How can you not love a movie with Barbara Stanwyck playing a nightclub singer named Sugarpuss O’Shea? The name alone always leaves me howling, but then insert her into a modern day retelling of Snow White and you have something incredibly funny.
Of course this isn’t a straight retelling of the fairy tale made famous by the Disney film. In modern day (1941) New York, Prof. Bertram Potts (Gary Cooper), a straight laced scholar focused on his research, and his six colleagues are leisurely at work on a comprehensive encyclopedia. They have been working for several years and, much to the chagrin of the trustees of their grant, are still several more years away from completing it. Prof. Potts and his colleagues work and live together in a large Manhattan home, only getting away from their books for brisk strolls through Central Park. Their insularity keeps them close to their books, but Prof. Potts realizes that it has made him wholly inadequate to pen his entry on slang, all of his examples having been found in old, out of date books. He decides to find a cross section of New Yorkers close to the living, breathing, ever evolving modern slang and ventures out in the city. He distributes his card to assorted men and women hip to the lingo: a garbage man, news boy, etc. He invites them all to paid group sessions where they will teach him everything they know.
Potts forays into a nightclub where he sees Sugarpuss perform and decides he has to have her sharp tongue in the sessions. She quickly shoos the man away, but he leaves his card for her. Later she finds out that the police are looking for her to testify against her boyfriend, crime boss Joe Lilac (Dana Andrews) in a murder case. She needs a place to hide out so she concocts a scheme to crash with the mild mannered professor. She shows up at his house, makes up a sad story, and soon Potts and the other professors welcome them into their home – much to the displeasure of their housekeeper.
Sugarpuss injects some life into the somber house with music, laughter, flirting, and, as always, a budding romance with Prof. Potts. The old men begin to cut loose and, for the first time in many years, start to have a good time. Things are complicated however when Lilac decides he needs to marry Sugarpuss (so she can’t testify against him) at the same time Prof. Potts has decided to ask her to marry him.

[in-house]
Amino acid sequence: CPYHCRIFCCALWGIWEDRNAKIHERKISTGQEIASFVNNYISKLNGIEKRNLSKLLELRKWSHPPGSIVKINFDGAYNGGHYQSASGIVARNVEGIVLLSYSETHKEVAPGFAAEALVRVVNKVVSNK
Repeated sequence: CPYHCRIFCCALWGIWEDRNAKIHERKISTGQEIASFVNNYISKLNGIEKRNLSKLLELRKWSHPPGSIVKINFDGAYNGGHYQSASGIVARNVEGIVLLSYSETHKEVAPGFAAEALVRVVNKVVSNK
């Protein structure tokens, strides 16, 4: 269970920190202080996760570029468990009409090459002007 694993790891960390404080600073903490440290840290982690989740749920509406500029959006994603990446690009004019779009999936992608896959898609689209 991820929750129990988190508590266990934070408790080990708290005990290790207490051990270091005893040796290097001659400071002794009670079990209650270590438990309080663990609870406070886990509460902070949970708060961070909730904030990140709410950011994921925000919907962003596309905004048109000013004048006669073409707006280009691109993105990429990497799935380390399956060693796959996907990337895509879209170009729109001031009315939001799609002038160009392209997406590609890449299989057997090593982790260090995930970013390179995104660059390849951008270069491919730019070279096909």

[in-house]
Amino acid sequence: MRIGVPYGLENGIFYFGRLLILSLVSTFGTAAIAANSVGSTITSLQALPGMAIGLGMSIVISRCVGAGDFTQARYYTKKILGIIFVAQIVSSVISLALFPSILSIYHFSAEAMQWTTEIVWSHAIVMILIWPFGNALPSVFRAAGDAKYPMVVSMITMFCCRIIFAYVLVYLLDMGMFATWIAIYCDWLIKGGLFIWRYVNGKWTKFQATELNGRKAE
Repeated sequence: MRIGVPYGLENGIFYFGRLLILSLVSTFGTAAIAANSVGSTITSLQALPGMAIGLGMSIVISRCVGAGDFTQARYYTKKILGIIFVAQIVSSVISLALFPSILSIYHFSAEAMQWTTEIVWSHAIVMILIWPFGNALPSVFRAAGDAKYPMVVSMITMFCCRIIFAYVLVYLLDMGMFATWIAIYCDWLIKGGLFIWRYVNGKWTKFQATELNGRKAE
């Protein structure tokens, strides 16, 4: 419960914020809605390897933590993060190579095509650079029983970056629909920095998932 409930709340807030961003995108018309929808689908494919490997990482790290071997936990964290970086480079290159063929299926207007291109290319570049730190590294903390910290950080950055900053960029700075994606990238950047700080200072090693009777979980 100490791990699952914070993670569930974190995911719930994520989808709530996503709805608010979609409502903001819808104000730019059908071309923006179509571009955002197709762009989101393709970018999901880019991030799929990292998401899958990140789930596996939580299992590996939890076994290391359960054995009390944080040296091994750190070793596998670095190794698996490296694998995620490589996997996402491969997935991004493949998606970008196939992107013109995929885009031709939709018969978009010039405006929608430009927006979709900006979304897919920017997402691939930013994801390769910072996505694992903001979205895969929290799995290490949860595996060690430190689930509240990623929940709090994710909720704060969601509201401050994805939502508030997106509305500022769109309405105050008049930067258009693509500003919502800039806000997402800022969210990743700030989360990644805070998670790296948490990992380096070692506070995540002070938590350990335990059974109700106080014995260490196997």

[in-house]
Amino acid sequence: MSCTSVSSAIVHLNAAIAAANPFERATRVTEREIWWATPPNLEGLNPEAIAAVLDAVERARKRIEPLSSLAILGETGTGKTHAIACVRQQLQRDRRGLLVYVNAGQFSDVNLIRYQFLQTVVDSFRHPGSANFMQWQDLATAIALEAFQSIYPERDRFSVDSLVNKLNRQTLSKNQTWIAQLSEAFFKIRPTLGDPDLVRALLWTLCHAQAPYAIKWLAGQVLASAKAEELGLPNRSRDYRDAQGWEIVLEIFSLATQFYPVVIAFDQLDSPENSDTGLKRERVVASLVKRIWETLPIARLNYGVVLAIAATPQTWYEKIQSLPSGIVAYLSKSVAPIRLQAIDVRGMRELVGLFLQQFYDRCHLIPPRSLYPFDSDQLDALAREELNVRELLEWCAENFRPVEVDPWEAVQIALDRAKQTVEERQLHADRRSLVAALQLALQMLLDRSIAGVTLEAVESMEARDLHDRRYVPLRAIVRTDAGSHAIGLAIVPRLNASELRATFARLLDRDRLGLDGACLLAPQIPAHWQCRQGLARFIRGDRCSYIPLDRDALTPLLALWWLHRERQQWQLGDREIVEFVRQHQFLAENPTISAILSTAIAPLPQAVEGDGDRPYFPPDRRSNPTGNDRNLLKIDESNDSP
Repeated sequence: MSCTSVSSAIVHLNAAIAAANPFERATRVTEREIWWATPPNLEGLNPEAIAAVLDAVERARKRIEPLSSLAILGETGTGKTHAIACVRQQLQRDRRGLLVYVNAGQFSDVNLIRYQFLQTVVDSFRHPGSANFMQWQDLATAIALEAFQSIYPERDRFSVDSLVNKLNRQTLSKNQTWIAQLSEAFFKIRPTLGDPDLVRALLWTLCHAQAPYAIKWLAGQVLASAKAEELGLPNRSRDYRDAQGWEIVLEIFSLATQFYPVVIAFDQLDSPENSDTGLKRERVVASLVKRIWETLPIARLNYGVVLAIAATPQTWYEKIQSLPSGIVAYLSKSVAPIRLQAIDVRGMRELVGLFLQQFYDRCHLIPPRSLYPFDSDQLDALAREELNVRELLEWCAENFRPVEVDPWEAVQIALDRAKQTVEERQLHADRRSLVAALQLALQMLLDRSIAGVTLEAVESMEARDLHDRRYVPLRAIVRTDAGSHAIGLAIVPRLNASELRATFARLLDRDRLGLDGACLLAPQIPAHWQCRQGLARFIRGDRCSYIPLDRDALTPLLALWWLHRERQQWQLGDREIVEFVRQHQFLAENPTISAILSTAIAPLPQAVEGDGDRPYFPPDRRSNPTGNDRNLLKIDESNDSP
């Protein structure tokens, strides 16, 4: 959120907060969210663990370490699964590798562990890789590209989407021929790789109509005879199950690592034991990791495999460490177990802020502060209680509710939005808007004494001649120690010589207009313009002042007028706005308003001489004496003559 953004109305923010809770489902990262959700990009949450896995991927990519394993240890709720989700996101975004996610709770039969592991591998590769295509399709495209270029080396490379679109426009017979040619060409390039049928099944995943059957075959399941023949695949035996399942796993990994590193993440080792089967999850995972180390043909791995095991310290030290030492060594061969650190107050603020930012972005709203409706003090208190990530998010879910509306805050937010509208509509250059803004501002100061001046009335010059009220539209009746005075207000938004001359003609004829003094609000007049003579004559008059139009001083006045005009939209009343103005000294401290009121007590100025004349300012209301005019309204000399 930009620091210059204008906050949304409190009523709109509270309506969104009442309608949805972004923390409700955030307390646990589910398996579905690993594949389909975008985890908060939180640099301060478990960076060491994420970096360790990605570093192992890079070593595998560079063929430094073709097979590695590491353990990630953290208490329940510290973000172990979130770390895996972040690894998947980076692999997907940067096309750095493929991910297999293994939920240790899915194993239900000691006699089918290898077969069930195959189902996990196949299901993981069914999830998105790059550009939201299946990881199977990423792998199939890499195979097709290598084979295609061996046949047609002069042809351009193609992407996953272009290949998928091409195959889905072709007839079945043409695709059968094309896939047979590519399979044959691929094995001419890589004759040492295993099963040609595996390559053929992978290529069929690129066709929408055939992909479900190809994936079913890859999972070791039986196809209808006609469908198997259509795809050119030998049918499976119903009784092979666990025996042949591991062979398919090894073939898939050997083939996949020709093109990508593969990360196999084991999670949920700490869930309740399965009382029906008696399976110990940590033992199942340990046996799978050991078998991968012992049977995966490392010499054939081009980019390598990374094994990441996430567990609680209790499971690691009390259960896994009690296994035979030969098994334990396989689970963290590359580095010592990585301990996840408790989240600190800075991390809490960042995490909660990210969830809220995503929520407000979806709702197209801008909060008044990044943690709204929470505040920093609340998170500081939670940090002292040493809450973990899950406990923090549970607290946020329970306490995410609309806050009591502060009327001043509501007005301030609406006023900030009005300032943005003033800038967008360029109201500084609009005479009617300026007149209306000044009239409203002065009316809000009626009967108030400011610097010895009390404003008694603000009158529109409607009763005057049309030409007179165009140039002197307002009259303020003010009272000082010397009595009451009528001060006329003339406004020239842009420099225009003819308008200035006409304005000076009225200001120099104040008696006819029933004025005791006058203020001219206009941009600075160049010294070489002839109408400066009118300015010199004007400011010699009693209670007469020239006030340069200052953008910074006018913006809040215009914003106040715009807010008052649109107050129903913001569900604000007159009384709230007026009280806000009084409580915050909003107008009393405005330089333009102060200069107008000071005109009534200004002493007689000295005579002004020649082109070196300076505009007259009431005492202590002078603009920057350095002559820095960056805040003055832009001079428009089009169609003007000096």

Both Barbara Stanwyck and Gary Cooper are marvelous, playing well opposite of each other with a crackling chemistry. Cooper played manly men and tough guys for so long that it’s nice to see him play a nerd. And Stanwyck does hard-boiled sexy like few could (or still can). They are supported well by superb supporting performances, especially from the other professors including such solid supporting actors like Oskar Homolka amd Henry Travers.
And let’s face it. Watching older, conservative folks awkwardly grapple with slang or any other modern ideas is pretty funny. Though I have smugly sat on the “in” side for years, I am increasingly finding words and terms incomprehensible, the sure sign of aging, making continued hipness unattainable (and for those my age or older who try just turn out to be sad people clinging to the days when our waistlines were naturally trim). So I have to accept the fact that kids will come up with new words and phrases in a secret sphere of cultural consciousness that I am not tapped into – nor am I sure I would want to be. Even screenwriters Billy Wilder and Charles Brackett acknowledged their disconnect from the world of popular slang so — somewhat creepily — they spent afternoons at the drug store across the street from Hollywood High School, eager to catch scraps of slang for their script, much like Prof. Potts. Thankfully I don’t need to embark on a similar project; I’m fine not understanding … though I do wish someone would teach kids that even in emails and Facebook posts, punctuation IS necessary.